[Book Review] Homegoing

https://doi.org/10.22146/jh.45608

Louise Ling Edwards(1*)

(1) Oberlin College
(*) Corresponding Author

Abstract


In Yaa Gyasi’s debut novel Homegoing, two sisters separated by circumstance are born in 18th-century Ghana not far from the Cape Coast Castle.  One sister, Effia, marries a white officer employed at the Castle and lives a comfortable life there with her husband and son.  The other sister, Esi, is captured during a raid on her village, marched to the Castle, and held in appalling conditions in its dungeons.  They reside in the castle together, yet without knowledge of the other’s presence or situation. The two sisters’ stories diverge when Esi is shipped to the southern plantations of the United States as part of the Trans-Atlantic Slave Trade.  The rest of the novel follows the two branches of the family through seven generations in portrait-like chapters that alternate between describing the descendants of Effia and those of Esi.  Not only does the story illustrate how the legacy of slavery impacts the two lineages generations after emancipation, but it describes an expansive scope of Black history and the relations between Africans and African-Americans through personal narrative. What is impressive about the tale is that it utilizes thorough and complex character development to move forward the histories of two nations over the span of 300 years.  The shortness of each characters’ individual story builds the intensity of each chapter packing every paragraph with emotion.  Understanding Gyasi’s deep personal connection to the story makes it clear why Gyasi was able to depict each character with such nuanced detail.  She is telling a fictionalized version of her own family history, based off of her experience straddling Ghana’s and America’s two histories.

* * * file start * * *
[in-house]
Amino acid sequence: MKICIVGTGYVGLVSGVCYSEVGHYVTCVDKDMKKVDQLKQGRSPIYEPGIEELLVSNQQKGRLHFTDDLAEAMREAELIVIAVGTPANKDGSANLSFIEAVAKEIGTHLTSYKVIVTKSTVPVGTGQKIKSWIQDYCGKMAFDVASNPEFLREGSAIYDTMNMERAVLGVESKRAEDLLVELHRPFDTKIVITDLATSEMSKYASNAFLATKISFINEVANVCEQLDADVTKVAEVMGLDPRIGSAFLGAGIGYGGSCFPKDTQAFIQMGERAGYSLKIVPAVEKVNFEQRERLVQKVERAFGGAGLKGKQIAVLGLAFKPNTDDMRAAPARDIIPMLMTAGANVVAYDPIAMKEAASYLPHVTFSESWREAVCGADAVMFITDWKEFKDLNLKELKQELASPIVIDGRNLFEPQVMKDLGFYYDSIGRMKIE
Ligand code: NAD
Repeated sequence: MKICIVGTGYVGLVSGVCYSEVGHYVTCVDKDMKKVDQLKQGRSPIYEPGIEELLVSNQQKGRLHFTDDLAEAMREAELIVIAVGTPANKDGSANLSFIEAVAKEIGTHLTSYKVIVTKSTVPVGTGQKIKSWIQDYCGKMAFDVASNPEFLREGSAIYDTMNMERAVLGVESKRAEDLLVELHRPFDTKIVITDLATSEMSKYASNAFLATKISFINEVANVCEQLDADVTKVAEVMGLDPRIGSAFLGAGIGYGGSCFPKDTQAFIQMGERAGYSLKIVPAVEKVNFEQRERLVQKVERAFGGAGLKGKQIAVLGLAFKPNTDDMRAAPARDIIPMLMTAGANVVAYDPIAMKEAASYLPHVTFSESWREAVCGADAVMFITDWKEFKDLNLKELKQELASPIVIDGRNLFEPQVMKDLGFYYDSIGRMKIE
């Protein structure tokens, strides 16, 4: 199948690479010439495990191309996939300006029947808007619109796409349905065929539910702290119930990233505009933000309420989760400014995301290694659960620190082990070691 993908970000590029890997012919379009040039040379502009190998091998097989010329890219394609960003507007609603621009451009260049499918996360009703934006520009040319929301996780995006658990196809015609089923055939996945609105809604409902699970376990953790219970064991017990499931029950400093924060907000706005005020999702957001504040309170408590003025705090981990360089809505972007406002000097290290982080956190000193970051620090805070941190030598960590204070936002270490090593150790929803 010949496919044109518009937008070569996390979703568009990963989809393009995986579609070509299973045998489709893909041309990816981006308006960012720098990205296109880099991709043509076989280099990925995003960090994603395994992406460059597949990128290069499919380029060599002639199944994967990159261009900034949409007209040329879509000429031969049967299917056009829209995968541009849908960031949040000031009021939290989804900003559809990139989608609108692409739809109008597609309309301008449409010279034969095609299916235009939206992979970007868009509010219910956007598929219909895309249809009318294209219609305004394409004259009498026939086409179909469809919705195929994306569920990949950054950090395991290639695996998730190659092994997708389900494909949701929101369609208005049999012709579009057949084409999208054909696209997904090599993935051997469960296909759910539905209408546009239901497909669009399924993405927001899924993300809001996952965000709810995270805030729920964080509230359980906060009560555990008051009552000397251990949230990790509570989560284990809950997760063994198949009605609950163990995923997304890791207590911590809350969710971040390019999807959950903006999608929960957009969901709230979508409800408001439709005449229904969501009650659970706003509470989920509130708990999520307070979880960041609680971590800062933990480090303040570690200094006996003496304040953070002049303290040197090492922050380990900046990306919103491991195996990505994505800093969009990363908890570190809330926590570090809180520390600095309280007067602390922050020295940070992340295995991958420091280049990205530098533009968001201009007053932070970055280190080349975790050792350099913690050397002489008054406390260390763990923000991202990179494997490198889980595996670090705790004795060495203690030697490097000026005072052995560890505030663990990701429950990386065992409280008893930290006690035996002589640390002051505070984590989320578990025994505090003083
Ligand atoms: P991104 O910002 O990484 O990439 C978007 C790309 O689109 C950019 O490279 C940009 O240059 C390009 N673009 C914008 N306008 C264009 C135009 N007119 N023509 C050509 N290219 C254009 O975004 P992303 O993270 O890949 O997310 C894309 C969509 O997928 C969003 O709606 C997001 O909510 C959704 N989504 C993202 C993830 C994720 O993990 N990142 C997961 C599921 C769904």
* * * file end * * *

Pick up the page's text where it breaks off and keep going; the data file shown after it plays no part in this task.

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References

Gyasi, Y. (2017). Homegoing. New York: Alfred A. Knopp.



DOI: https://doi.org/10.22146/jh.45608

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